Interview: Justin Gerard

Today, we present Justin Gerard. Justin is an illustrator with a love for the Renaissance masters. His work has been featured in Spectrum Fantastic Arts, the Society of Illustrators and the Illustrators Annual. His painting, Lovecraft in Innsmouth, was recently featured at an art show dedicated to Lovecraft’s work.

IFP: Please introduce yourself briefly to our readers in haiku form. Kidding. Just introduce yourself.

JG: I lift my brush
Kitties of the world rejoice
Rome is on fire

Ok, so I was never very good at haiku.

I live in Greenville, South Carolina. America. I paint and run a small visual arts agency for a living. I love it. I enjoy world traveling, camping, chocolate chip cookies, and tank strategy.

IFP: Have you always been interested in illustration?

JG: Yes. Or, in the act of creating my own worlds, whatever form that has taken on.
I feel very lucky to be able to do it. In fact, I feel like I must have fooled the system at some point for me to have been able to do this for so long. But. as I don’t know how I fooled the system, I believe that I will inevitably be found out at some point, and will then be fined and/or imprisoned and then ordered to go work a real job again. Until that day comes, though, I will continue to Illustrate.

IFP: Can you talk a bit about your technique and the materials you use?

JG: I use a number of different materials, but generally speaking, I start with some traditional media such as watercolour, pencil or oil and then end painting digitally in Photoshop. Photoshop saves tremendous amounts of time, but nothing beats the look and feel of traditional art. Traditional art tends to stand up to repeat viewings more than digital at this stage of the game. (And I believe it will continue to do so until Wacom invents a digital canvas with fiber optic brushes.)

But I tend to rely heavily on digital art, both for conceptual work and for client work that must be executed under a tight deadline.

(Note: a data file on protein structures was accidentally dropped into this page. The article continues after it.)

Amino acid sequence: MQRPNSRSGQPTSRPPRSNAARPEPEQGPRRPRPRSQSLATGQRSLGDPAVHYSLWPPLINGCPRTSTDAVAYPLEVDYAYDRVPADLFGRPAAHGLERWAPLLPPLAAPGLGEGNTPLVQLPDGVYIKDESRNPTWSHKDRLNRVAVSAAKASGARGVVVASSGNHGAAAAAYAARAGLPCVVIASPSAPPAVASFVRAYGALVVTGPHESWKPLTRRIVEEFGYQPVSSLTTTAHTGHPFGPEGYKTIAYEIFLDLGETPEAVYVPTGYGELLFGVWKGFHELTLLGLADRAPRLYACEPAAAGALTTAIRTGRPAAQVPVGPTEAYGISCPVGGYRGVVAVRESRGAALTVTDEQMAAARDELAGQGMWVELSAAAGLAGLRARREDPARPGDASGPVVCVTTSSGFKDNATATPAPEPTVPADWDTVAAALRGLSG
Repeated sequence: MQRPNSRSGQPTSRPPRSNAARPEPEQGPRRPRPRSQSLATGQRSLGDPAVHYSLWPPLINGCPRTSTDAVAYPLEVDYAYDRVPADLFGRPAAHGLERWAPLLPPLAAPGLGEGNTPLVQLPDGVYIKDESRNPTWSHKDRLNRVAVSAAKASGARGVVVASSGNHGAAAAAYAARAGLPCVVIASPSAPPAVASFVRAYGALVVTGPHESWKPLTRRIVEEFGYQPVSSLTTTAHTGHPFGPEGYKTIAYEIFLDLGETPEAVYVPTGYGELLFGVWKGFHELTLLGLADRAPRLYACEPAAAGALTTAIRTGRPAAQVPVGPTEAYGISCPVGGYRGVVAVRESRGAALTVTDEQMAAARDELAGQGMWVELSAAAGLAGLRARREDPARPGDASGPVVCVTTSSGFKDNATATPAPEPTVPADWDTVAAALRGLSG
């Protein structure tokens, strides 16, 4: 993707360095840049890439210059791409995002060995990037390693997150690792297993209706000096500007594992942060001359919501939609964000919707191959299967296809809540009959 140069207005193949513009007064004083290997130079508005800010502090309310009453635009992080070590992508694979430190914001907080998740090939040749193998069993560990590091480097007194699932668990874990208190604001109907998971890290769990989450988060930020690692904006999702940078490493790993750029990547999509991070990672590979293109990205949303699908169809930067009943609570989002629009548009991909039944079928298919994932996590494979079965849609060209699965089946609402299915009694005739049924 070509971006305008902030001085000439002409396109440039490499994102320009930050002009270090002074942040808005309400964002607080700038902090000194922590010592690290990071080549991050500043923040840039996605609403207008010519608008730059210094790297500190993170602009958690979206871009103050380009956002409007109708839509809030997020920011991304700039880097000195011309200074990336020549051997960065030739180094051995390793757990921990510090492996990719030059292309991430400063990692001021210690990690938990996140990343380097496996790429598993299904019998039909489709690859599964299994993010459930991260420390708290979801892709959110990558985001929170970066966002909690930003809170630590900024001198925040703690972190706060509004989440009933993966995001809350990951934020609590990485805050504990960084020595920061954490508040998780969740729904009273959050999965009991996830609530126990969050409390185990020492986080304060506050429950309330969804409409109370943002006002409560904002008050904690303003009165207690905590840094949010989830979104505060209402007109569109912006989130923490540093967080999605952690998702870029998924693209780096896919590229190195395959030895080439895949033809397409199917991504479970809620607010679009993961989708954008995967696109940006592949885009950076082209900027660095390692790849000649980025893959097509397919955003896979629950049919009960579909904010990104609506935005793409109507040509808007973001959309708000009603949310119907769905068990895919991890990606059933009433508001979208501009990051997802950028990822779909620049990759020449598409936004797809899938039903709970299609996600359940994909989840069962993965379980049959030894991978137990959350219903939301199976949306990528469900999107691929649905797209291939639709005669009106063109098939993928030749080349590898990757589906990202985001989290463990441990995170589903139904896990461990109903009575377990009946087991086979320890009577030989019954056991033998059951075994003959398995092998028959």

But whichever medium I work in, whether it’s oil or watercolour or digital or a mix of them all, I tend to execute the piece in a Dutch Flemish method, working step by step and achieving each aspect of a painting sequentially. Drawing then underpainting, colour then colour adjustment and then final detail.

IFP: What is Portraits of Monsters? How did it start?

JG: First of all, monsters are fun to paint. That in itself is enough reason to go for the series.

But the series, which is a personal project, also came about because I have begun to prefer characters that look like monsters on the outside, but who are good on the inside. Rather than portraits of people who are beautiful on the outside, but monsters on the inside.

And that feeling probably came about after having seen too much television and then deciding that television was a collective effort to make my brain die and to take what little money I had from me. It achieved this through a disingenuous use of beauty (and art) to convince me that my life was less than it should be, as I lacked whatever product was being sold. This slowly turns beauty into a tool by which we may manipulate our fellow man, which I find revolting. This manipulation began to characterize all of commercialism for me and I began to mistrust beauty. Finding beauty thus perverted, I quit watching television in all its forms and avoided anything that had commercials. To this day, I have no idea what series is popular and could care less. If it’s a good series, maybe I’ll get the DVD, but I’d sooner eat my hands than watch through the commercials.

At the same time, commercialism had provided many good things, many of which make my life easier. I just find it offensive to be manipulated, especially with beauty. As I tried to reconcile all of this, I found that a monster, who can’t help but look like a monster no matter what clothes he puts on, then became more interesting to me as a subject for a portrait.

I had considered making more references to my misgivings about commercialism in the series, but it seemed too heavy-handed and a bit pedantic. Moreover, I am still thinking my way through it and just wanted to raise the question for discussion, rather than tell everyone that I had it all figured out.
Plus, having obvious references would have taken away from the fun of just painting monsters in fancy clothes.

IFP: What is Portland Studios?